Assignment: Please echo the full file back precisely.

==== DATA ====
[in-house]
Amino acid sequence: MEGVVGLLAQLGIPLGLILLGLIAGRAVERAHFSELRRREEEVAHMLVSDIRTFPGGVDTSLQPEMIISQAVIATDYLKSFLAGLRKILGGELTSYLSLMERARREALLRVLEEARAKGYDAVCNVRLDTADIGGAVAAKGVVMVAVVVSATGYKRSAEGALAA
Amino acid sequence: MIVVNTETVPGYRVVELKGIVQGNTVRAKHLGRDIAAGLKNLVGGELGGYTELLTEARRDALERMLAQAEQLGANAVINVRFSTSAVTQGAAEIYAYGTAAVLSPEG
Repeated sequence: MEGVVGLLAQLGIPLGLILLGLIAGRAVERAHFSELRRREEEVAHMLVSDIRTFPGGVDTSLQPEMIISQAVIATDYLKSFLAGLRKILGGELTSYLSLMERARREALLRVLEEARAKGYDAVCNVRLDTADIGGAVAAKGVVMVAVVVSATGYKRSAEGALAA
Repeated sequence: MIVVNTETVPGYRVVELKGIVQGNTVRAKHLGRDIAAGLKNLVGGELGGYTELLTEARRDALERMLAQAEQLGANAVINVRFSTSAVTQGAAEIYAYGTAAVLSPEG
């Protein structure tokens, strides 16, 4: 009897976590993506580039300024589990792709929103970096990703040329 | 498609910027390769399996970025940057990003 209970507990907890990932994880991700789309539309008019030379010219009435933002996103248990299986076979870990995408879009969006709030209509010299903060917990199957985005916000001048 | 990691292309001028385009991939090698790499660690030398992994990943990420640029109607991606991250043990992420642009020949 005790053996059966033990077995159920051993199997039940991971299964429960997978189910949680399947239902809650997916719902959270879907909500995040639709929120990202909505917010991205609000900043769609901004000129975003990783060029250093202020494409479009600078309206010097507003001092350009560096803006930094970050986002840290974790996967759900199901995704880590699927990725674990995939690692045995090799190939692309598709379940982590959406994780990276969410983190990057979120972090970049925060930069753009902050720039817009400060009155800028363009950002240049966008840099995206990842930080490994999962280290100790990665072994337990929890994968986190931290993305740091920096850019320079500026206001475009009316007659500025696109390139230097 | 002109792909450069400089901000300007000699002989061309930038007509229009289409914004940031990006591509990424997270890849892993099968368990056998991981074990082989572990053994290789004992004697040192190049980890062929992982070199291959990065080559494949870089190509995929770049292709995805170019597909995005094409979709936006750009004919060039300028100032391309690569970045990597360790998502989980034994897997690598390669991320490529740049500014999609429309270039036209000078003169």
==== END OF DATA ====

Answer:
[in-house]
Amino acid sequence: MEGVVGLLAQLGIPLGLILLGLIAGRAVERAHFSELRRREEEVAHMLVSDIRTFPGGVDTSLQPEMIISQAVIATDYLKSFLAGLRKILGGELTSYLSLMERARREALLRVLEEARAKGYDAVCNVRLDTADIGGAVAAKGVVMVAVVVSATGYKRSAEGALAA
Amino acid sequence: MIVVNTETVPGYRVVELKGIVQGNTVRAKHLGRDIAAGLKNLVGGELGGYTELLTEARRDALERMLAQAEQLGANAVINVRFSTSAVTQGAAEIYAYGTAAVLSPEG
Repeated sequence: MEGVVGLLAQLGIPLGLILLGLIAGRAVERAHFSELRRREEEVAHMLVSDIRTFPGGVDTSLQPEMIISQAVIATDYLKSFLAGLRKILGGELTSYLSLMERARREALLRVLEEARAKGYDAVCNVRLDTADIGGAVAAKGVVMVAVVVSATGYKRSAEGALAA
Repeated sequence: MIVVNTETVPGYRVVELKGIVQGNTVRAKHLGRDIAAGLKNLVGGELGGYTELLTEARRDALERMLAQAEQLGANAVINVRFSTSAVTQGAAEIYAYGTAAVLSPEG
């Protein structure tokens, strides 16, 4: 009897976590993506580039300024589990792709929103970096990703040329 | 498609910027390769399996970025940057990003 209970507990907890990932994880991700789309539309008019030379010219009435933002996103248990299986076979870990995408879009969006709030209509010299903060917990199957985005916000001048 | 990691292309001028385009991939090698790499660690030398992994990943990420640029109607991606991250043990992420642009020949 005790053996059966033990077995159920051993199997039940991971299964429960997978189910949680399947239902809650997916719902959270879907909500995040639709929120990202909505917010991205609000900043769609901004000129975003990783060029250093202020494409479009600078309206010097507003001092350009560096803006930094970050986002840290974790996967759900199901995704880590699927990725674990995939690692045995090799190939692309598709379940982590959406994780990276969410983190990057979120972090970049925060930069753009902050720039817009400060009155800028363009950002240049966008840099995206990842930080490994999962280290100790990665072994337990929890994968986190931290993305740091920096850019320079500026206001475009009316007659500025696109390139230097 | 002109792909450069400089901000300007000699002989061309930038007509229009289409914004940031990006591509990424997270890849892993099968368990056998991981074990082989572990053994290789004992004697040192190049980890062929992982070199291959990065080559494949870089190509995929770049292709995805170019597909995005094409979709936006750009004919060039300028100032391309690569970045990597360790998502989980034994897997690598390669991320490529740049500014999609429309270039036209000078003169």